reply to this | link to this | view in chronology ]

    • identicon
      Anonymous Coward, 1 Feb 2018 @ 8:09pm

      Re:

      So true,

      When they tried to get a measure on the ballot in Colorado to prohibit the sales of mobile phones to under 13s, that would have never worked.

      Denver, where a lot of Colorado's population lives, is only 102 miles from Cheyenne. A parent, who, say, wanted to buy a phone for their 12 year old could have drive the 102 miles to Cheyenne to buy a phone for them, and there is nothing the State Of Colorado would have been able to do.

      That is pretty much why that went nowhere fast. There would been nothing to prevent a parent from driving to Cheyenne to buy a phone for their under 13.

      reply to this | link to this | view in chronology ]

      • icon
        Avatar28 (profile), 2 Feb 2018 @ 12:45pm

        Re: Re:

        What would stop a parent from walking into AT&T and just buying a phone without saying oh it's for my kid? It's not like they're going to make you take a lie detector. Oh, you want to add another line of service? Great! Right this way please.

        reply to this | link to this | view in chronology ]

        • identicon
          Anonymous Coward, 2 Feb 2018 @ 3:59pm

          Re: Re: Re:

          The Colorado statute would have required the the store to ask, and lying about it would have been a criminal offense, which is why a lot of Denver residents would have driven the 102 miles to Cheyenne to buy a phone.

          reply to this | link to this | view in chronology ]

    • identicon
      Anonymous Coward, 1 Feb 2018 @ 8:12pm

      Re:

      Also, companies like MetroPCS do not require a home address to be on file. You just go buy a phone, pay the $15 for the phone to activated, and you are in business.

      So MetroPCS in another state is not required to follow Virginia law.

      reply to this | link to this | view in chronology ]

  • identicon
    oliver, 1 Feb 2018 @ 11:40pm

    Hey TD
    Do I have to do everything here...
    All those comments and not one of them a Simpsons quote that fits?
    Cue H.Lovejoy..... "Would anyone think of the children....?"

    Suck on that Virginia!

    reply to this | link to this | view in chronology ]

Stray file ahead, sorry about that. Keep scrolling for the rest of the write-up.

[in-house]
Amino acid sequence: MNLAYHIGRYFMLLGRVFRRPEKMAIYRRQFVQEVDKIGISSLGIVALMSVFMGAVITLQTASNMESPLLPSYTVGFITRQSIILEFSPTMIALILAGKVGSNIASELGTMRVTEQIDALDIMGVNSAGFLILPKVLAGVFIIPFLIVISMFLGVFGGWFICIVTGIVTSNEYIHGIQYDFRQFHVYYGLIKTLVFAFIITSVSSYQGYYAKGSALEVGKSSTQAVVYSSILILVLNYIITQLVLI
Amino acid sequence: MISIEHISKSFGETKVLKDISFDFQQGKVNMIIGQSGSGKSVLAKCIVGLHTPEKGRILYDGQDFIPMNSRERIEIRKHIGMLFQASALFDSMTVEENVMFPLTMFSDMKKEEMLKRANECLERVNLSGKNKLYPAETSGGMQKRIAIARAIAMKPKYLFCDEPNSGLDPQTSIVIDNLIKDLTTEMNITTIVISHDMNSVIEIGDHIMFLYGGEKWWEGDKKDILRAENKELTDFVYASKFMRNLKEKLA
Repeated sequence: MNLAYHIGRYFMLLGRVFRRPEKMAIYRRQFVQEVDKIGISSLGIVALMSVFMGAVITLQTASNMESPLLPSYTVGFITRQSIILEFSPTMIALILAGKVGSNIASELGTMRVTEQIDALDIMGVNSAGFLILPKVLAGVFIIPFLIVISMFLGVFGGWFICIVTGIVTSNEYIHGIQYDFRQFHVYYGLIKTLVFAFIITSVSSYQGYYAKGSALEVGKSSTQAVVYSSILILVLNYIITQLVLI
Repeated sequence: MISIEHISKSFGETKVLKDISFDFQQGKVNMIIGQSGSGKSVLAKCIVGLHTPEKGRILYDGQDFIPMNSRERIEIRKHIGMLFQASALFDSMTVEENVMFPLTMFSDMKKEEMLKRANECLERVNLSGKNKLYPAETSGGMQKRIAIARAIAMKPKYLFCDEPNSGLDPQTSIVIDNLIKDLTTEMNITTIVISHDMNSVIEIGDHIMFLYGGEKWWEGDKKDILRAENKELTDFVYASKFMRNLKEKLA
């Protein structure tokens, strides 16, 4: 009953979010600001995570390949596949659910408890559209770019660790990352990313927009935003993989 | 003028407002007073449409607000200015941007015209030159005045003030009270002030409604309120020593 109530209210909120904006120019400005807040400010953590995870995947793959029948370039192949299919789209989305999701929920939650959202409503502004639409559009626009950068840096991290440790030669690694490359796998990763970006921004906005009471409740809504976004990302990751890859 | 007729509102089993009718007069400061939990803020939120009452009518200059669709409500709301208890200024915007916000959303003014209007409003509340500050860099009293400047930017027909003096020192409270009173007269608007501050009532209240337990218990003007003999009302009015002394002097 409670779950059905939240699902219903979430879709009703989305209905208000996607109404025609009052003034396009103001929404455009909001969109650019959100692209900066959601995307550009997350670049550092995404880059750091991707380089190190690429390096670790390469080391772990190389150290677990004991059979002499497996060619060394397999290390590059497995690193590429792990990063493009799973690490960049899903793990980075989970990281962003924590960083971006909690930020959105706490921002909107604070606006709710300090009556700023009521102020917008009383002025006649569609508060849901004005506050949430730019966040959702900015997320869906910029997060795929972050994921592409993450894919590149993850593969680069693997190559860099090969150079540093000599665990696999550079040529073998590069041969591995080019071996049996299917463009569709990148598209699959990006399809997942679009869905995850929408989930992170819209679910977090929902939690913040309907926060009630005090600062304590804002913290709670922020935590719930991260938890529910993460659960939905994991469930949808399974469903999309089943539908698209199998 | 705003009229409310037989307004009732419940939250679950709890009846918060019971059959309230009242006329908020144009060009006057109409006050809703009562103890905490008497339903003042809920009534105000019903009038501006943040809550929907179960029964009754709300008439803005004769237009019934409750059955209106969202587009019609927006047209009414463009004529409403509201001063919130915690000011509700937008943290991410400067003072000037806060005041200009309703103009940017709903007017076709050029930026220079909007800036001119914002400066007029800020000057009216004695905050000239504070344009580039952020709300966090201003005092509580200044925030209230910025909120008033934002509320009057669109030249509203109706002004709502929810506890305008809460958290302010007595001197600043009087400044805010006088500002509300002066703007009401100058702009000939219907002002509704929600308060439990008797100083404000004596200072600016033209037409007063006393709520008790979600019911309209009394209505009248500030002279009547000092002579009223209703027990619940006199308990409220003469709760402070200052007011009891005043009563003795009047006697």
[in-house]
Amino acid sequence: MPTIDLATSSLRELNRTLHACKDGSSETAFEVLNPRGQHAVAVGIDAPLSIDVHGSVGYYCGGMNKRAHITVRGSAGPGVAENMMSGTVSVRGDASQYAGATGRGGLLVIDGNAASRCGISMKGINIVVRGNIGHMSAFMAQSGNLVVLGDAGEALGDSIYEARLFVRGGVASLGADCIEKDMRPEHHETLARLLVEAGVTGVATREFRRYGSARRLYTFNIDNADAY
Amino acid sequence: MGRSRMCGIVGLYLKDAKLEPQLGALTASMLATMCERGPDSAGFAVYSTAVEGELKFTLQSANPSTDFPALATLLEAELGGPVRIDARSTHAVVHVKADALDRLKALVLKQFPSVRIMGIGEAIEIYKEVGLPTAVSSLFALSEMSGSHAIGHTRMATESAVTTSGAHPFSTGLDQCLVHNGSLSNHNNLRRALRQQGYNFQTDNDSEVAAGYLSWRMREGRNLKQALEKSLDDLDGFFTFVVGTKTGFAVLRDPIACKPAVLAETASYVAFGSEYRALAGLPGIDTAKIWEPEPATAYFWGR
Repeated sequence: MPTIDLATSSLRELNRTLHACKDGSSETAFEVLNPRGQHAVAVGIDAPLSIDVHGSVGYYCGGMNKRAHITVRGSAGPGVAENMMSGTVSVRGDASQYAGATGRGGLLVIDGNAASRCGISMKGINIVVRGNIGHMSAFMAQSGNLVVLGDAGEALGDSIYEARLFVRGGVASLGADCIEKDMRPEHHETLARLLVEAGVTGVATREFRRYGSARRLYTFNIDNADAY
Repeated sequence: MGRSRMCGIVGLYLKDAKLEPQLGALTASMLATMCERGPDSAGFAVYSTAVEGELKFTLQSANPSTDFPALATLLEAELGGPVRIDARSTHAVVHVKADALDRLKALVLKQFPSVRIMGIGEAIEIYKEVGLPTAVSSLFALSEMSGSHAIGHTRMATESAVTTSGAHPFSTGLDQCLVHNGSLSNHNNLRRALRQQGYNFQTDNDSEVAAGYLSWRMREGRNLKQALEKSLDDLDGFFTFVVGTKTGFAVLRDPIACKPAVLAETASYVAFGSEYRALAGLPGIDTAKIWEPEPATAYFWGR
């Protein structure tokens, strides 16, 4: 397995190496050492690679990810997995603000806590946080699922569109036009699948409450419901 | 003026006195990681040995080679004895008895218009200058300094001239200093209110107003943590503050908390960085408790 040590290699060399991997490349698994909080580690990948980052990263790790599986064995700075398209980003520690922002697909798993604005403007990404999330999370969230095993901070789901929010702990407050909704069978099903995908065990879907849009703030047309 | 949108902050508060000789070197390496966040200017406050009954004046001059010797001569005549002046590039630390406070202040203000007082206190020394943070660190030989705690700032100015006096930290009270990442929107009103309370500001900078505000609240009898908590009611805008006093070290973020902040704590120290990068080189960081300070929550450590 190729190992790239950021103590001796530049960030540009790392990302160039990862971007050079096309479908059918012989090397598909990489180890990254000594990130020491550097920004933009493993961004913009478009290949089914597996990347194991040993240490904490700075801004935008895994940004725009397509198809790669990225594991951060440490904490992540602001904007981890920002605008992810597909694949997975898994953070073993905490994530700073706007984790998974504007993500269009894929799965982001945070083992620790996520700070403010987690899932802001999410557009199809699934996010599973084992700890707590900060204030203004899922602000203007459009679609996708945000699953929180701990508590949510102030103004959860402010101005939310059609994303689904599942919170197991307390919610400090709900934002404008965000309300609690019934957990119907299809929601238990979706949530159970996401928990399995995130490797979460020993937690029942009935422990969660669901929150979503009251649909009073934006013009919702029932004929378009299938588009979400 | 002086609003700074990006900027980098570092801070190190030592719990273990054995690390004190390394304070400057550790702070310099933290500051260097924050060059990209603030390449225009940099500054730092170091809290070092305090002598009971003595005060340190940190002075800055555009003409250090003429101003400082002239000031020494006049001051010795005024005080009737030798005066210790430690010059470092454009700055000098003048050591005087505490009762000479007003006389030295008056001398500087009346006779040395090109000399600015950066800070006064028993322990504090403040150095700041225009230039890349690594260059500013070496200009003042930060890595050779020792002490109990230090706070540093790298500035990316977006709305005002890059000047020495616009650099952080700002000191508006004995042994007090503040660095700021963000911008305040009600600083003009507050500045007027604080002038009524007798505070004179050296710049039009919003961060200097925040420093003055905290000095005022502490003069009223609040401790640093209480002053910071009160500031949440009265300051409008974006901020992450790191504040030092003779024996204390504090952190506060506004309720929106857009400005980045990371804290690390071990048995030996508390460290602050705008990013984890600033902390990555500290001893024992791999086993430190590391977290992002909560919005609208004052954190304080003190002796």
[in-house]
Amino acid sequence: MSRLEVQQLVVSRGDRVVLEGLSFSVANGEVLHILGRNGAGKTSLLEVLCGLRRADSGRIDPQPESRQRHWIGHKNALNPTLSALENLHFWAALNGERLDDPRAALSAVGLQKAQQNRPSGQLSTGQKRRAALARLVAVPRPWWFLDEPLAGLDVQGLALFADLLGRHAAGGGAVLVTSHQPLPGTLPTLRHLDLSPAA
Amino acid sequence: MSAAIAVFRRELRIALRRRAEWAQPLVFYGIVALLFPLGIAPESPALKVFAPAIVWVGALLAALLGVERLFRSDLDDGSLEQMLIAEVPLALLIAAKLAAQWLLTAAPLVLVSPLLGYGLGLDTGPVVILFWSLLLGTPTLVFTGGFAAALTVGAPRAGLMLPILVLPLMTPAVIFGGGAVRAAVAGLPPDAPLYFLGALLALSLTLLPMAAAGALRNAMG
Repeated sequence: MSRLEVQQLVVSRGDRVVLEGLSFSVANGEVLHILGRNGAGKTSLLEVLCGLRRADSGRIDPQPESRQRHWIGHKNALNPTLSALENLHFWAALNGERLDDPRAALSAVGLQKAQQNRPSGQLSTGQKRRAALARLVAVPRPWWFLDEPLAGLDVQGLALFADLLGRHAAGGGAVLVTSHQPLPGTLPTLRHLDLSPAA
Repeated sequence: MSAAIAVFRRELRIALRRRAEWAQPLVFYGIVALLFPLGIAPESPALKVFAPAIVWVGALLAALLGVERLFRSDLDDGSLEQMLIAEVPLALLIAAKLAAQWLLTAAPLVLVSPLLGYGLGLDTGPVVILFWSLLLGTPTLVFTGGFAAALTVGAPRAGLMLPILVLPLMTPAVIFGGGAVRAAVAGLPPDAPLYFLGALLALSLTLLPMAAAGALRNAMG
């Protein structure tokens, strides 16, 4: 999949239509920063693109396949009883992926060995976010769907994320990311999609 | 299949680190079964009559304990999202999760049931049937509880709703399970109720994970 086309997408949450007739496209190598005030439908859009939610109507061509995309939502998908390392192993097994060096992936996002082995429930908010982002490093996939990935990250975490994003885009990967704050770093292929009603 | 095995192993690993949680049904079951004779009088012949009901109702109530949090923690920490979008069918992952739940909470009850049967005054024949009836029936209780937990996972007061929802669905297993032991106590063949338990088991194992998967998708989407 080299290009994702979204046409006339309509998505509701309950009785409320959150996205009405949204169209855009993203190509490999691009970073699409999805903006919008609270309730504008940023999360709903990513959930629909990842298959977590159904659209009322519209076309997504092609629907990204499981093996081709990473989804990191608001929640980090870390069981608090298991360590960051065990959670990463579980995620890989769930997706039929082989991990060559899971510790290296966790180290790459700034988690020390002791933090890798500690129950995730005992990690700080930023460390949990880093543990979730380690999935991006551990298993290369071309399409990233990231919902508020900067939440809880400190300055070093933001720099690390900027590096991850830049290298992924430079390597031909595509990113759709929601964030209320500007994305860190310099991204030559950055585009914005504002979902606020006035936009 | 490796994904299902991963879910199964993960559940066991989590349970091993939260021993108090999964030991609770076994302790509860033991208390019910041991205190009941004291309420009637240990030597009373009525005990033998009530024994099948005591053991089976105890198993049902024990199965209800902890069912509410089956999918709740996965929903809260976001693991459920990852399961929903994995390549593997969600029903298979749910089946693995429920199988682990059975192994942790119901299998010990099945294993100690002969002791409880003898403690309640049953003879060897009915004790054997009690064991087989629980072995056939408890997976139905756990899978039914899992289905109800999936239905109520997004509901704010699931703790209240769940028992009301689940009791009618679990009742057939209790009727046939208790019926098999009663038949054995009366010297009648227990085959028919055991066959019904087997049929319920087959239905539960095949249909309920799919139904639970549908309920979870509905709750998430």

• identicon
    Giglameash, 2 Feb 2018 @ 4:43am

    Richard Black strikes again.

    There isn't anything Mr. Black wont' do to further his Christian beliefs. In the apring of 2016, he traveled to Syria to thank Bashar al-Assad for "protecting Christians."

    reply to this | link to this | view in chronology ]

  • identicon
    Altaree, 2 Feb 2018 @ 5:23am

    They are just going to add 40$ to my monthly spend.

    Two lines from the bill:

    Prohibits the distribution or sale of any product that makes content accessible on the Internet unless such product possesses an operating digital content blocking capability that renders obscene content inaccessible. Alternatively, the bill provides that such person may distribute or sell such products without the digital content blocking capability if he pays a fee of $20 for each product sold or distributed.

    So, if you can't create a perfect porn filter, you must charge $20. I have a cell phone and cable internet. Those two companies would just add a $20 fee and call it a day.

    reply to this | link to this | view in chronology ]

  • identicon
    Anonymous Coward, 2 Feb 2018 @ 6:52am

    Good luck.

    reply to this | link to this | view in chronology ]

  • icon
    dolz (profile), 2 Feb 2018 @ 9:45am

    Just great

    Now we have to pay for the privilege of watching our politicians screw us over.

    reply to this | link to this | view in chronology ]

  • icon
    nasch (profile), 2 Feb 2018 @ 11:53am

    LaRock

    introduced by Viriginia House member David LaRock

    Sounds like a porn name.

    reply to this | link to this | view in chronology ]

  • identicon
    Anonymous Coward, 2 Feb 2018 @ 2:22pm

    Commonwealth

    reply to this | link to this | view in chronology ]